Shannon Bohle Argues for a Mandatory, Centralized Model
for ONS Infrastructure Management
Since I am not a scientist, like Bradley, I would like to begin by providing some details about my background and professional experience on the subject of laboratory notebooks. I publicly presented the value of public laboratory notebooks at the largest history of science conference, the Three Societies conference, in July of 2008, held at the University of Oxford, speaking from an information professional and historian’s point-of-view. My motivation derived from working to organize, preserve, and help make available online a collection of laboratory notebooks belonging to a Nobel laureate, James D. Watson. I was filled with wonder and simple amazement of using laboratory notebooks to see "behind the scenes," so to speak, and observe a scientist in action. The experience left me wanting to see more notebooks like this and then to be able to collate that information together in one place and learn from that collection of material. In 2007, the same year that Bradley had coined the term “open notebook science” two scientists, Nobel laureates in Physiology or Medicine, Sydney Brenner and Rich Roberts, wrote a correspondence to Nature with a plea to scientists (pointed out again in Part 1) to “Save your notes, drafts, and printouts,” arguing, “science is one of the greatest cultural achievements of humankind. And yet...there is little systematic preservation of the workings of scientists” (S. Brenner, R. Roberts, Nature 446, 725 (2007).). Given the nature of materials online, linking of notebooks, data sets, papers, manuals, and museum images and descriptions, a fuller picture of the history of science can be achieved, I had argued. Laboratory notebooks also record details about scientific data and may be linked to or contain data summaries.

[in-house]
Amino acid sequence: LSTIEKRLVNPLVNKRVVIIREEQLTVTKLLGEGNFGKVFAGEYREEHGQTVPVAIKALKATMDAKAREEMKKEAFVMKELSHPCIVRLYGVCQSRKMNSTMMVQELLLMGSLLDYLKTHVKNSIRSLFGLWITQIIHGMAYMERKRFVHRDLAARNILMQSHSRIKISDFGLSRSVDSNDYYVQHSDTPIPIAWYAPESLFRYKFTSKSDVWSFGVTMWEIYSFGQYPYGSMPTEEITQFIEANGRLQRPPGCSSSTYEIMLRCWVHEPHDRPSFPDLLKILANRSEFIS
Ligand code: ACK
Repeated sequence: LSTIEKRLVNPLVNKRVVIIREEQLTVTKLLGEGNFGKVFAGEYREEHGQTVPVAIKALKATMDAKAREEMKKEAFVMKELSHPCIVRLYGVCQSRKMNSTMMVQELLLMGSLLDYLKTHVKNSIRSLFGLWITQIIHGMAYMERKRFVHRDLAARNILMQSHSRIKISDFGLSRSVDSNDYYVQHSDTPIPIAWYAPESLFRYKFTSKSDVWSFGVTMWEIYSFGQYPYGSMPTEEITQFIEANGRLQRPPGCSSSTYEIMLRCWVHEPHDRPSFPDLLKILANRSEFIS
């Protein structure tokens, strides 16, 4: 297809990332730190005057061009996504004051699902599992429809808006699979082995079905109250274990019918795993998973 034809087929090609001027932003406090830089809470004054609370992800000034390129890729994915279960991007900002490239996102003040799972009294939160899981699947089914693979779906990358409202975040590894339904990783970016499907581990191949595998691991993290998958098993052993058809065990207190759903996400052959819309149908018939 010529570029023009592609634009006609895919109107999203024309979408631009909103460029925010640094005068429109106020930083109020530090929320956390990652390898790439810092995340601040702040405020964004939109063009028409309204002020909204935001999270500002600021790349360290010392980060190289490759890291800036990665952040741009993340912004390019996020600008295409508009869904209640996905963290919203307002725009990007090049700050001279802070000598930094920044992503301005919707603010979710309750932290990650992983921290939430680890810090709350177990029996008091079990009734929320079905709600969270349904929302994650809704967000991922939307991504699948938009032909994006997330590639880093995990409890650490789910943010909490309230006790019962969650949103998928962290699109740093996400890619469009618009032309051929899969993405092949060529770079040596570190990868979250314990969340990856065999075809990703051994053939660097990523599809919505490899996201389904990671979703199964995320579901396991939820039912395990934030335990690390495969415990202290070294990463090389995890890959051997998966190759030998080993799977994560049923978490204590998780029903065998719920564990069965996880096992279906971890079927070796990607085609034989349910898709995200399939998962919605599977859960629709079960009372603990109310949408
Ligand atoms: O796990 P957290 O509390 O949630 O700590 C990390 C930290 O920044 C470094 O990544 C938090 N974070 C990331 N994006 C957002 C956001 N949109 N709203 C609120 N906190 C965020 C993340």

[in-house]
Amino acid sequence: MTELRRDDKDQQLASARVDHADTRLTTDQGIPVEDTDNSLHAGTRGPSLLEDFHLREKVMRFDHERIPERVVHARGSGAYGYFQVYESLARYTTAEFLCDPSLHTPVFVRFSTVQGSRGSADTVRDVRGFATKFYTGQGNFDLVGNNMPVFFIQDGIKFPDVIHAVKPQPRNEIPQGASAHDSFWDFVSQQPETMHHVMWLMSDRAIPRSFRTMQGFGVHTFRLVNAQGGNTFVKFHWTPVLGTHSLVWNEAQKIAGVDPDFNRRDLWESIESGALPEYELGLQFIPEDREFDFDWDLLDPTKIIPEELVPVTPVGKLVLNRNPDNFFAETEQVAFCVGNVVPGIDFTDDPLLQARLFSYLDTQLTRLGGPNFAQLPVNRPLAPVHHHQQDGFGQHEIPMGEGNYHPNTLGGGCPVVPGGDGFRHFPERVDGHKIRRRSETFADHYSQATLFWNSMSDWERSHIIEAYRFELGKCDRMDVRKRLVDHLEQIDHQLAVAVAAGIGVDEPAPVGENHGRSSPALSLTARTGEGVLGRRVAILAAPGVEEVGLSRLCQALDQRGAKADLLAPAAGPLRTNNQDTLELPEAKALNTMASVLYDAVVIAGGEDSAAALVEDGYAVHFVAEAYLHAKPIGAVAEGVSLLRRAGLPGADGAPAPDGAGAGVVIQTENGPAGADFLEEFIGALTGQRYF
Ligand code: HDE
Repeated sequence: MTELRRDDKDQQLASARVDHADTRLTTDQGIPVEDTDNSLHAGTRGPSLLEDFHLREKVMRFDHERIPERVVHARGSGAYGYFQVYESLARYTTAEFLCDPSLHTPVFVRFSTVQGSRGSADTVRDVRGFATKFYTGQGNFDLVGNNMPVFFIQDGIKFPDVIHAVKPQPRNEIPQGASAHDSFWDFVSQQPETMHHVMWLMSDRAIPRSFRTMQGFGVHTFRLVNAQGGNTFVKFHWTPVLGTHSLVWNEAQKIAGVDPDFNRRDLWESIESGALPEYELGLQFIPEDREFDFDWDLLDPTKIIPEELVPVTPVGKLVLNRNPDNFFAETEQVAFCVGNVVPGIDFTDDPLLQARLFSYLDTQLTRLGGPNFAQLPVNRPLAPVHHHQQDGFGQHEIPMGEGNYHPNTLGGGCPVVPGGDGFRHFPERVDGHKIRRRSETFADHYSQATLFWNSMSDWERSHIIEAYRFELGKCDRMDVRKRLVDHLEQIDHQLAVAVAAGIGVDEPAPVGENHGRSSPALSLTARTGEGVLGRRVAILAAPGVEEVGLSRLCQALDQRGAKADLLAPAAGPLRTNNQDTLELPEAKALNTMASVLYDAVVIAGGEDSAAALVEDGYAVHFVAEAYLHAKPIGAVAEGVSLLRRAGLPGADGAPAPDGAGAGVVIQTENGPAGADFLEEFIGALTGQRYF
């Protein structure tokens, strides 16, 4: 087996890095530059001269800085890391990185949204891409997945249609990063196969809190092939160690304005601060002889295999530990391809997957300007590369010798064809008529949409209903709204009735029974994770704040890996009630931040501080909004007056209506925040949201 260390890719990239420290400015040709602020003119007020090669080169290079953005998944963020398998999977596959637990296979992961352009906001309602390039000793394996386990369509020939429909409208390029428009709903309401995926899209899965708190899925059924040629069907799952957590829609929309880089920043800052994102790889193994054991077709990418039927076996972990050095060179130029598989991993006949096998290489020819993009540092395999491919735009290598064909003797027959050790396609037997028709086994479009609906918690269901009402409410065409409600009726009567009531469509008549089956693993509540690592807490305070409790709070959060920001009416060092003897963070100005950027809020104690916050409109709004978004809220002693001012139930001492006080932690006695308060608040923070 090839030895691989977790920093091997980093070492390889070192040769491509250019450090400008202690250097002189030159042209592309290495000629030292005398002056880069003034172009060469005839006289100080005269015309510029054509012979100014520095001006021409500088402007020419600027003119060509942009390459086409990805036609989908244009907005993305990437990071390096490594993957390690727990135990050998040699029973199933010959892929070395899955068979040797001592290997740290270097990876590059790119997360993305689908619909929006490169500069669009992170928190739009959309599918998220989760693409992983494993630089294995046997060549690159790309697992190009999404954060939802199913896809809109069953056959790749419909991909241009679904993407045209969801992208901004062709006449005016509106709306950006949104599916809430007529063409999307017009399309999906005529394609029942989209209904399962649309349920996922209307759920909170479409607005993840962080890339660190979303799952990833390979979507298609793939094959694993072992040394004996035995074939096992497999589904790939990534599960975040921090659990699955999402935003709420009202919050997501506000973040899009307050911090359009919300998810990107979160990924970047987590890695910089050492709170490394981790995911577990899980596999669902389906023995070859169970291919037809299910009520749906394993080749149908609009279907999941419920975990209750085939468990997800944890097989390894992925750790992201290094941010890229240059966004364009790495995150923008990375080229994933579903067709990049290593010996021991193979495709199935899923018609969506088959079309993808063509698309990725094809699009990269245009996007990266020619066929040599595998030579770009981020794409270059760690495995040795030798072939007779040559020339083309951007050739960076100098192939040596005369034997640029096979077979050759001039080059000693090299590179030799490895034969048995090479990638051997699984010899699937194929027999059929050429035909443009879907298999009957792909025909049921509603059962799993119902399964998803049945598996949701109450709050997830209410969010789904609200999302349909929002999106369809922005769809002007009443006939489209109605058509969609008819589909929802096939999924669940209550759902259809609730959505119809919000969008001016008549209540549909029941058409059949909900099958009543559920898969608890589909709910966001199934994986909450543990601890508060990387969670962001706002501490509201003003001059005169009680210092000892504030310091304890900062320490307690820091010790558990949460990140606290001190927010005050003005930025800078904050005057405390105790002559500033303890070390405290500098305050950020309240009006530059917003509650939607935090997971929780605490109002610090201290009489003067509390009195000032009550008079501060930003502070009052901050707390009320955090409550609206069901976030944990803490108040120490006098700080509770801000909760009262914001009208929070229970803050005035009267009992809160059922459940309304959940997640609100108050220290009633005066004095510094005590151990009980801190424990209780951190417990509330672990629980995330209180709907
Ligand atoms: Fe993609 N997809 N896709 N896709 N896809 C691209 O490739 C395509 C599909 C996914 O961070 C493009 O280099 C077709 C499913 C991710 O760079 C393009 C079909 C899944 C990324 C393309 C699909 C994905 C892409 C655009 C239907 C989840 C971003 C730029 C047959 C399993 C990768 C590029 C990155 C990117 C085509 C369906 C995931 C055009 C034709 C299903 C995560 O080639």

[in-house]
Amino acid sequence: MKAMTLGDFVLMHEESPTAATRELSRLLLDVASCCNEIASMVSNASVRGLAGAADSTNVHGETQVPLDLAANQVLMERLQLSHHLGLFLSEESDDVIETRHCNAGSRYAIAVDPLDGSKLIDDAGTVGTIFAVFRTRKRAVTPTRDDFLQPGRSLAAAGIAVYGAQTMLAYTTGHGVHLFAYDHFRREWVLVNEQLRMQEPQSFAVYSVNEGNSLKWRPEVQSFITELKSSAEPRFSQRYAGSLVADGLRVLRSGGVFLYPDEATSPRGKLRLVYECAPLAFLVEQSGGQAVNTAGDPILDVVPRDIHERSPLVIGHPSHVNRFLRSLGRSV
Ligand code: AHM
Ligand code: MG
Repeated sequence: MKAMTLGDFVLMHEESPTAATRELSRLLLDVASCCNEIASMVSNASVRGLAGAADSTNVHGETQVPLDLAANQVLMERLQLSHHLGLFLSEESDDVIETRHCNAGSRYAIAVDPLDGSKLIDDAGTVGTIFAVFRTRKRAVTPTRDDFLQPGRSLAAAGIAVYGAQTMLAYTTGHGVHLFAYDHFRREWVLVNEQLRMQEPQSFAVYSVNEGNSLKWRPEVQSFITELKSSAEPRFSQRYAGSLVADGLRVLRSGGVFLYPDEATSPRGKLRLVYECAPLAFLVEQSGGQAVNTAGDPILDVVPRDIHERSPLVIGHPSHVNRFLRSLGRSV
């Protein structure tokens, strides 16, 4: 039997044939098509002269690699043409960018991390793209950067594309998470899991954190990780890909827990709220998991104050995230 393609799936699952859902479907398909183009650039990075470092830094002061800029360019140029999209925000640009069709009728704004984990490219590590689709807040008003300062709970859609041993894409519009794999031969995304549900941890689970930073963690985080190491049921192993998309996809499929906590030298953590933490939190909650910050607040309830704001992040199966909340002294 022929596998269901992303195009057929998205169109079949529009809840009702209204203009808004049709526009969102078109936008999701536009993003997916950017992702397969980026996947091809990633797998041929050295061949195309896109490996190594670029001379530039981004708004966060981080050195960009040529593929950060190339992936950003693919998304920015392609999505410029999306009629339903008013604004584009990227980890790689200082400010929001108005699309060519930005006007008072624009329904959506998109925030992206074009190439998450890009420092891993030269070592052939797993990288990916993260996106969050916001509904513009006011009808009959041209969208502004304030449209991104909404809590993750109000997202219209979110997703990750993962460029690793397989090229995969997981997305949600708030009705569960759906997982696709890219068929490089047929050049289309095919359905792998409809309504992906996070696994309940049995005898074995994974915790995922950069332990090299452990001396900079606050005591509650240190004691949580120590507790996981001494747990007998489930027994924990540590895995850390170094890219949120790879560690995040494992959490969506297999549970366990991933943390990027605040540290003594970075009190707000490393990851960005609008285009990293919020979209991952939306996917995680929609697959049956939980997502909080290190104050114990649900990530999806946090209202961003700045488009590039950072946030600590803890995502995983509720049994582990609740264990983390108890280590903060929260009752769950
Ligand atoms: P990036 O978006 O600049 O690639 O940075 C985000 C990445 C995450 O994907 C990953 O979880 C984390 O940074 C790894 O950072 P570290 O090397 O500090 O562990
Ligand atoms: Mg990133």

Next, I would like to provide some specific critiques about Bradley's position. There are both benefits and drawbacks when it comes to a voluntary system. Generally, despite what some surveys might suggest, there is an unspoken culture of fear and overwork that prevents data sharing, even within institutions, between groups within departments, or even other researchers inside the same group, such that a voluntary participatory model would require a fundamental shift in the scientific culture and the behavior of scientists. It seems this is unlikely to occur unless regulations require this to happen. Evidence of this is clear when looking at underutilized institutional article and data repositories or talking with those managers who have to “pull teeth” to get contributions or establish embedded librarians, who like secret agents, delve into the scientists’ environment, blend in, and try to convince faculty for their cooperation so they can get at relevant papers and data. (Okay, well maybe that was an exaggeration, but you get the idea). Librarians and institutional repository managers are struggling to get things deposited. If people are asked on a survey “If you won a million dollars, would you give it to charity?” People might present their best selves, and say “yes.” However, that does not mean they would do it in practice. Similarly, if scientists are asked in a survey, “Would you voluntarily donate your data to a repository?” They might say “yes,” but in practice that is not happening even when repositories are available and librarians are asking for their contributions.